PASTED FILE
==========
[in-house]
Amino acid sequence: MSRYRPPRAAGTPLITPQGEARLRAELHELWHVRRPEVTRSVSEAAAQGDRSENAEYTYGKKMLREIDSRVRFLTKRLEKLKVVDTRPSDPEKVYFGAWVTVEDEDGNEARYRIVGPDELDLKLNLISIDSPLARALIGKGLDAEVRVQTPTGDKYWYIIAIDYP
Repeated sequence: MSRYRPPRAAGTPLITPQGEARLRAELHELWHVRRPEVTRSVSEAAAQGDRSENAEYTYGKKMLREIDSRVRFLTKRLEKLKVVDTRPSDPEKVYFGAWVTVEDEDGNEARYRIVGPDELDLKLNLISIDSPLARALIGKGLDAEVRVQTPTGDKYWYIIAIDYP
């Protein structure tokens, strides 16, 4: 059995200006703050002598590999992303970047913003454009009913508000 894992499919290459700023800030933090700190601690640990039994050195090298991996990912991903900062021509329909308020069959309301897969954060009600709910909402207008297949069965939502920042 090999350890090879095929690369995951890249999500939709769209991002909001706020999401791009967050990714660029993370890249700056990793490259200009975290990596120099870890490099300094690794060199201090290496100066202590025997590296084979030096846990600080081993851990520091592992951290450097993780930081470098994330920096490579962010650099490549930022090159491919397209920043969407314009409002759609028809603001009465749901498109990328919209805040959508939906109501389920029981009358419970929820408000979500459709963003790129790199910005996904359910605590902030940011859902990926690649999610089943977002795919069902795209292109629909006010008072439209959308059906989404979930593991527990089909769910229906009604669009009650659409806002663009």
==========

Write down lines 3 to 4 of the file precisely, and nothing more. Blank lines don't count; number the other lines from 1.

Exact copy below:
Repeated sequence: MSRYRPPRAAGTPLITPQGEARLRAELHELWHVRRPEVTRSVSEAAAQGDRSENAEYTYGKKMLREIDSRVRFLTKRLEKLKVVDTRPSDPEKVYFGAWVTVEDEDGNEARYRIVGPDELDLKLNLISIDSPLARALIGKGLDAEVRVQTPTGDKYWYIIAIDYP
């Protein structure tokens, strides 16, 4: 059995200006703050002598590999992303970047913003454009009913508000 894992499919290459700023800030933090700190601690640990039994050195090298991996990912991903900062021509329909308020069959309301897969954060009600709910909402207008297949069965939502920042 090999350890090879095929690369995951890249999500939709769209991002909001706020999401791009967050990714660029993370890249700056990793490259200009975290990596120099870890490099300094690794060199201090290496100066202590025997590296084979030096846990600080081993851990520091592992951290450097993780930081470098994330920096490579962010650099490549930022090159491919397209920043969407314009409002759609028809603001009465749901498109990328919209805040959508939906109501389920029981009358419970929820408000979500459709963003790129790199910005996904359910605590902030940011859902990926690649999610089943977002795919069902795209292109629909006010008072439209959308059906989404979930593991527990089909769910229906009604669009009650659409806002663009």